What day is National Child Identity Theft Awareness Day celebrated? September 1
Why is this day being celebrated? Experian, the world’s leading global information services company, has been using the power of data and analytics to protect consumers’ from identity theft and fraud for many years. Identity theft has become a nationwide issue with 15 million Americans falling victim in 2017, according to The Harris Poll. Not only are adults victims – but children are being targeted at increasingly alarming rates. A report by Javelin revealed that over a million children were affected resulting in losses totaling $2.6 billion and families paying over $540 million out of pocket last year. Children are prime targets for identity thieves because their credit histories are clean slates and a criminal can possibly use a child’s information over a long period of time without being detected. Unfortunately, parents are not well educated on the topic and do not periodically check if their child has a credit report and fraudulent financial accounts in his/her name. Experian would like to bring greater awareness to this problematic issue. A commemorative day would establish a national platform for many concerned citizens, government officials, and child advocacy and safety groups to join in this cause.
Experian chose September 1 as the date because they feel that parents are in the ‘back to school’ mindset and will focus increased attention to this issue as they do many other child-related topics as they get their child(ren) ready for school and exposure to the greater world. They hope that as parents go down their back to school mental checklist, they will add securing their child’s personal information as an important task. While protecting a child from identity theft is not a one-time endeavor, hopefully this day and seasonal period will serve as a reminder each year to always still vigilant.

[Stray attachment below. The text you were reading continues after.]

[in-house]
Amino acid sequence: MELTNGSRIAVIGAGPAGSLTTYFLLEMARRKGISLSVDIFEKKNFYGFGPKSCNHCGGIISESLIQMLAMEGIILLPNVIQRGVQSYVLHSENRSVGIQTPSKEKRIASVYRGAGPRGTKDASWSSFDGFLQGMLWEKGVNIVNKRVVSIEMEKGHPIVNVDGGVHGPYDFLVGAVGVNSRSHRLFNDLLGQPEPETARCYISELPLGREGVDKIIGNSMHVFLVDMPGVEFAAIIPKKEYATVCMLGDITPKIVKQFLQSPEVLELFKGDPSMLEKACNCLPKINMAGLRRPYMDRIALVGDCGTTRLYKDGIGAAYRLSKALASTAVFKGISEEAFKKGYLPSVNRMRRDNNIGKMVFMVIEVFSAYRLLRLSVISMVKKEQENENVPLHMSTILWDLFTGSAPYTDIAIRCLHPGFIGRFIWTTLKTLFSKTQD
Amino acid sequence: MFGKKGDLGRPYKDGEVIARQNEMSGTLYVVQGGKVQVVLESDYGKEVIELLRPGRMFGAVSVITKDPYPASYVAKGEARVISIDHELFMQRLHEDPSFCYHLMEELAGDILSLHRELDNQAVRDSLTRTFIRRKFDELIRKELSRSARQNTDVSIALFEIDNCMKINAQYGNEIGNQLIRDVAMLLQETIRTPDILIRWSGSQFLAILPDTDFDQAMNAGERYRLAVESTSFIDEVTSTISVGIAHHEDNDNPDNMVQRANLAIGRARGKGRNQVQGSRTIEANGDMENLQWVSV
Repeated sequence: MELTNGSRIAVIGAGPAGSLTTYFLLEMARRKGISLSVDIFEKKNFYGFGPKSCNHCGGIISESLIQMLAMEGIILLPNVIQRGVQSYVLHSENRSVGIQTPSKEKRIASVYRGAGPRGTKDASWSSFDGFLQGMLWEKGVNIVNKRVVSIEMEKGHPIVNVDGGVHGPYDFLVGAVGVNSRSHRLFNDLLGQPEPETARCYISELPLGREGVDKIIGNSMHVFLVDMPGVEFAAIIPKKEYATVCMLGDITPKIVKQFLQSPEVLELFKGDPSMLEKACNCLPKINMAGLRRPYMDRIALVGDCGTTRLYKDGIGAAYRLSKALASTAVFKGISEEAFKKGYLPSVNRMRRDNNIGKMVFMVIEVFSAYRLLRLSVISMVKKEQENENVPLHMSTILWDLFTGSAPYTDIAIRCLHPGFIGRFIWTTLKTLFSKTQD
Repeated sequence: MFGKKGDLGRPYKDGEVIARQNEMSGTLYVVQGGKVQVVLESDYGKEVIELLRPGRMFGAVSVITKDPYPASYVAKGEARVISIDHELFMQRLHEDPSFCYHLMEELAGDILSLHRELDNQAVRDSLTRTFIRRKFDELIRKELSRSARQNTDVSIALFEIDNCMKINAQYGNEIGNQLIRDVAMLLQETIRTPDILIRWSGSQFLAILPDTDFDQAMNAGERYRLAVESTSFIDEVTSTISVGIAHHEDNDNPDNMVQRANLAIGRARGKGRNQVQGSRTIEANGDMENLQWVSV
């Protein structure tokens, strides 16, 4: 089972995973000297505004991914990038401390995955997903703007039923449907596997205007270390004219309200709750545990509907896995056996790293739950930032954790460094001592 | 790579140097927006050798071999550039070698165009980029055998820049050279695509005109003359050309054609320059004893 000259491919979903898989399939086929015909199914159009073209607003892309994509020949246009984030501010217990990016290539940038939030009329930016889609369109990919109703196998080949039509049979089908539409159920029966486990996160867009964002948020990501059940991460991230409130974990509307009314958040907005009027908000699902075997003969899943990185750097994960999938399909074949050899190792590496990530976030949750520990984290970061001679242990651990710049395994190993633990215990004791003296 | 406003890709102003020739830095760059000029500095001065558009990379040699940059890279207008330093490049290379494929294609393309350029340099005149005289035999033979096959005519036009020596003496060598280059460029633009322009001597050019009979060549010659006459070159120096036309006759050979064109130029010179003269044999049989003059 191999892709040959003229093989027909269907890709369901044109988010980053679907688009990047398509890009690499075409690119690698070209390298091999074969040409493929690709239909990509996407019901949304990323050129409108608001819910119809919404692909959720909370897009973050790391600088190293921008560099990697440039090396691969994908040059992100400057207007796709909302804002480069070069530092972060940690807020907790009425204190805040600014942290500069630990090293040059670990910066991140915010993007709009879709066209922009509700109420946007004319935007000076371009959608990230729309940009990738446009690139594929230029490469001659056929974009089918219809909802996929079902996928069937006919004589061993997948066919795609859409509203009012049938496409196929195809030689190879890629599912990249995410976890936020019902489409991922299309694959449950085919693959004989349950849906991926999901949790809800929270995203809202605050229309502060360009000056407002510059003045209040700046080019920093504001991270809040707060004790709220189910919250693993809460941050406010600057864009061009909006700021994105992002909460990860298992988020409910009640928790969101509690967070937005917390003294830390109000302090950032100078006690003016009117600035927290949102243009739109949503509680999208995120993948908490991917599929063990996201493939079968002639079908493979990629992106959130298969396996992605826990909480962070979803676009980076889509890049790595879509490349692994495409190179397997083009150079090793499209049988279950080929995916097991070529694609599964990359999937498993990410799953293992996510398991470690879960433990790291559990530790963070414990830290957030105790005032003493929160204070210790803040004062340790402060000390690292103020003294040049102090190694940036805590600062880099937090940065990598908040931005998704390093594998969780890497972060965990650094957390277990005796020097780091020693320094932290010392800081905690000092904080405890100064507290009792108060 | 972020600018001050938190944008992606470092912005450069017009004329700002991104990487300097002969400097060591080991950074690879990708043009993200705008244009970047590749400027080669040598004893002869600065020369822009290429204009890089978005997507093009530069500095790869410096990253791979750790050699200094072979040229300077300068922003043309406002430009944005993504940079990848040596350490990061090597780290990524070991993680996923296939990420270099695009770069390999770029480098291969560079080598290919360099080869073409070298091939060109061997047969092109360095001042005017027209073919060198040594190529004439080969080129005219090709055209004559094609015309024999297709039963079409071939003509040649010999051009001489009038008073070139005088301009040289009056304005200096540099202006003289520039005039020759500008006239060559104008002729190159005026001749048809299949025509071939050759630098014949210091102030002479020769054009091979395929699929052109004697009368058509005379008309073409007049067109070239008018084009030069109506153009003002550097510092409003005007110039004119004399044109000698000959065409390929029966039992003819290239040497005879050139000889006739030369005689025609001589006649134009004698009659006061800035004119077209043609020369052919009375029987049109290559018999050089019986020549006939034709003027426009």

Who founded this day? This day was founded by Experian in 2018
How to celebrate: If you would like to support the cause and spread awareness about child identity theft, there are many ways to participate. If you are a member of the media, use this opportunity each year to write a story reminding parents to protect their children. If you are a parent and/or leader in the community, engage in conversations on social media to spread awareness and education-don’t forget to use the hashtag #StopChildIDTheft. In schools, as a teacher incorporate into your curriculum safety education teaching children how to protect their personal information such as their name and home phone number from strangers and, for older children, how to be safe online. For information and resources about child identity theft and other identity theft topics, visit www.experian.com/education.